Photo: Commissioner of the Royal St. Christopher and Nevis Police Force Ian Queeley (left) and National Security Advisor Maj. Gen. (Ret.) Stewart Saunders (right) were among members of the St. Kitts and Nevis delegation at the CBSI meeting.


National delegation highlights crime prevention, climate challenges at CBSI meeting



Basseterre, St. Kitts – At the recently concluded Sixth Meeting of the Caribbean Basin Security Initiative (CBSI) Commission, the St. Kitts and Nevis delegation focused on crime prevention and climate-related challenges. National Security Advisor Maj. Gen. (Ret.) Stewart Saunders presented on both areas, which were adopted as items for the agenda of the meeting upon the suggestion of the St. Kitts-Nevis delegation.

The CBSI Commission Meeting was held at the St. Kitts Marriott Resort Oct. 26-27 and was chaired by Osmond Petty, permanent secretary in the Ministry of National Security. The CBSI brings members of the Caribbean Community (CARICOM) and the Dominican Republic together to collaborate on regional security with the United States as a partner.

Where crime prevention is concerned, Saunders said that they were looking to find workable solutions to address a number of issues, such as how information and intelligence are being shared within states and across the region.

“We are confronted with a number of issues, whether it be illegal arms, drugs, ammunition, that sort of stuff,” he said. “We are also confronted with the core questions of how we rehabilitate [people], and what social intervention programs are necessary.”

On the matter of climate-related challenges, he reported that 2017 is officially one of the most active years where hurricanes or monster storms are concerned.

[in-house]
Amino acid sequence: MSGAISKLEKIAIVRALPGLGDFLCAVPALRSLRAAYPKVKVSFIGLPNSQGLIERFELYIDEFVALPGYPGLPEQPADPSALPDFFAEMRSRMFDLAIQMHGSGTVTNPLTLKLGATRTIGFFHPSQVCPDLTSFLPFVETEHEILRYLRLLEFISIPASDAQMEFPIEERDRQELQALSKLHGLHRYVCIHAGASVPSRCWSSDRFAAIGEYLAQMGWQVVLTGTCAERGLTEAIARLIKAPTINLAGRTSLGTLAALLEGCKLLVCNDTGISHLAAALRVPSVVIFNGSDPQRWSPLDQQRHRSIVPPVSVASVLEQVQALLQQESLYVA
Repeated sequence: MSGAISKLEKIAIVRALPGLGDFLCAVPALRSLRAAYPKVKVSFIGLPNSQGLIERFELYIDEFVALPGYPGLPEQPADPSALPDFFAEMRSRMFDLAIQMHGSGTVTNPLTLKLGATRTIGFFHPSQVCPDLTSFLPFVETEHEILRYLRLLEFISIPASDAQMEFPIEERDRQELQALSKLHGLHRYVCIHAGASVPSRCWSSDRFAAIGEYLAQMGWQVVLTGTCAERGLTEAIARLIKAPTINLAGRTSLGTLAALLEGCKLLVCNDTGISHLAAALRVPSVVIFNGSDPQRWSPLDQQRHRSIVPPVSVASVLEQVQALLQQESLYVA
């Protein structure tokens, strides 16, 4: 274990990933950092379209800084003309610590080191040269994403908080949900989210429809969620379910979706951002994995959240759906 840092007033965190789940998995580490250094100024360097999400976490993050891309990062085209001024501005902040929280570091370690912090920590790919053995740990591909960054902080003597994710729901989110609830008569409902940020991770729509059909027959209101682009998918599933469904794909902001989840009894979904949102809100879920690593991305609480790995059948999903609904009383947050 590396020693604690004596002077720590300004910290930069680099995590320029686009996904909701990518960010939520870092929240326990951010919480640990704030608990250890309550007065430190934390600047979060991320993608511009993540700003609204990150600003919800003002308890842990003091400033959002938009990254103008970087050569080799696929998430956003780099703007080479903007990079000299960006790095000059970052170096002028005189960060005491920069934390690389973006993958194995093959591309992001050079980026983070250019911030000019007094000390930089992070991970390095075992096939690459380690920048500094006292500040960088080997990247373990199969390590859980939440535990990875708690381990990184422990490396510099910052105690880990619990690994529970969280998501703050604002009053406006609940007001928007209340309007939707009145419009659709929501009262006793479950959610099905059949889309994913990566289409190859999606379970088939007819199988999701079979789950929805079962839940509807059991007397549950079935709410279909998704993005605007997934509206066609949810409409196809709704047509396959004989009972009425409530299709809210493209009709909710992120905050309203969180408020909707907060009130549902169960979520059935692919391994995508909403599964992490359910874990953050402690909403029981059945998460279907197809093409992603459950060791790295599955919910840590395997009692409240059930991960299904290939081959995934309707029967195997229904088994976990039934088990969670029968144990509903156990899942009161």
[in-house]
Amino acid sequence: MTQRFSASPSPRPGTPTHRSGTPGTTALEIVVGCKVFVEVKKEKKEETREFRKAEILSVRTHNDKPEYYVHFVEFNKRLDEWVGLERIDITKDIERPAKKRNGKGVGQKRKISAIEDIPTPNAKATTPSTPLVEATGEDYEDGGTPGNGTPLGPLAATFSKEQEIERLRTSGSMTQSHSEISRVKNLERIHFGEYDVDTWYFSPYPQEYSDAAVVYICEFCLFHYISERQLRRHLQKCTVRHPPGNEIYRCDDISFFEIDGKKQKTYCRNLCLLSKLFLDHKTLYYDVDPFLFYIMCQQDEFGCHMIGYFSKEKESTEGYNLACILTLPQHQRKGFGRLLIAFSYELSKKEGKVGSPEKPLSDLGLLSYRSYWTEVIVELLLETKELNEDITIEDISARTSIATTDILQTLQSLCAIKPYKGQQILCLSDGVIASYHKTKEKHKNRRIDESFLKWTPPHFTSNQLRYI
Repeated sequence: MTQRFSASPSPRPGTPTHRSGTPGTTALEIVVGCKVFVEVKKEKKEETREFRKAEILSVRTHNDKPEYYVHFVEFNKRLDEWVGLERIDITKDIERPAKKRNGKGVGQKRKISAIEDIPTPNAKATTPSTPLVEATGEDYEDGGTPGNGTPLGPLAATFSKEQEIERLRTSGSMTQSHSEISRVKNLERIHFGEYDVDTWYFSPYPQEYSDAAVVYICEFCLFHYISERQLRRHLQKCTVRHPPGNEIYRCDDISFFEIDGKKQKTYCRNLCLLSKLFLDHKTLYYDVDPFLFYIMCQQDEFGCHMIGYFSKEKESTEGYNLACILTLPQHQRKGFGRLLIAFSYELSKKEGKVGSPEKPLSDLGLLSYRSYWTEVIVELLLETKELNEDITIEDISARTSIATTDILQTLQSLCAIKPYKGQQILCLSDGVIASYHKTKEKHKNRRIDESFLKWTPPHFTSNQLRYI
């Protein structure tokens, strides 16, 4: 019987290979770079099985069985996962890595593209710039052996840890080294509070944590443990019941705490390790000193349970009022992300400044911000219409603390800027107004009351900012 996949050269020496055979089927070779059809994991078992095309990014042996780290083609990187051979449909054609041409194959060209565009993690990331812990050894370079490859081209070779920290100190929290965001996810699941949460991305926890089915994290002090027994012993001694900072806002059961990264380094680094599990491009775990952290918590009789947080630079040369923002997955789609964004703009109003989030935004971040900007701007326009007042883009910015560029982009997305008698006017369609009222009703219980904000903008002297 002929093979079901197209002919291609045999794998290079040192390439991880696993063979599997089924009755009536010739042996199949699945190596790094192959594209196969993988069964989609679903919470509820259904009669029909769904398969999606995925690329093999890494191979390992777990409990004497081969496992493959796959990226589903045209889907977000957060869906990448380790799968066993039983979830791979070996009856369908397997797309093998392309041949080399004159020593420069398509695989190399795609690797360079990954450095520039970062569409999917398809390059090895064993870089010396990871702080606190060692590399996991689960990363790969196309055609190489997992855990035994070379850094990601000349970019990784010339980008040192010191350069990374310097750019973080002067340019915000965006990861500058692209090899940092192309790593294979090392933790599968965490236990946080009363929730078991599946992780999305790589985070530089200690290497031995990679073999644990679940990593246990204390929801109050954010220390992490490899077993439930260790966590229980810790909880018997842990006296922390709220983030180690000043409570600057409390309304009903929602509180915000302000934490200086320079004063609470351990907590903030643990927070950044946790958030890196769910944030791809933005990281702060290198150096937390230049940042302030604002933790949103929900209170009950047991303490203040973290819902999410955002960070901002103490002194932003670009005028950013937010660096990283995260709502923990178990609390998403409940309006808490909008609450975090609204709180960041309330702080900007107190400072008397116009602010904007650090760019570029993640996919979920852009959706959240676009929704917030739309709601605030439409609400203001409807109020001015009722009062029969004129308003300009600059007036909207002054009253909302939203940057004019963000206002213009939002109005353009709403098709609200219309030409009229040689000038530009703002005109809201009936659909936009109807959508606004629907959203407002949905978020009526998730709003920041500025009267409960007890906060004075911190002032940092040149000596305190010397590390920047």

“We have to look at ways and means we can better protect or secure our human capital, which is the greatest resource that we have in the region,” he said. “We have to ensure that we have certain systems in place that allow for continuous governance…immediately after a hurricane has passed so that things can be put back on stream again as early as possible thereafter.”

He said that the region also needed to give greater consideration to provisions made for taking care of vulnerable groups, such as the elderly. 

 “We have to decide now ways to prevent situations that we are faced with, whether countries have to look into providing…proper shelters as part and parcel of their…infrastructure to preserve the safety and security of the people,” Saunders added.

The U.S. and Caribbean countries have identified three core objectives to deal with the threats facing the Caribbean:

  1. Substantially reduce illicit trafficking through programs ranging from counternarcotics to reducing the flow of illegal arms/light weapons
  2. Increase public safety and security through programs ranging from professionalizing law enforcement institutions through technical assistance and training, to improving rule of law by supporting the development of the justice sector
  3. Promote social justice through crime prevention activities in targeted communities, police and justice sector reform, anticorruption programs, and increased educational, economic and social opportunities for at-risk youth, according to the U.S. Department of State website.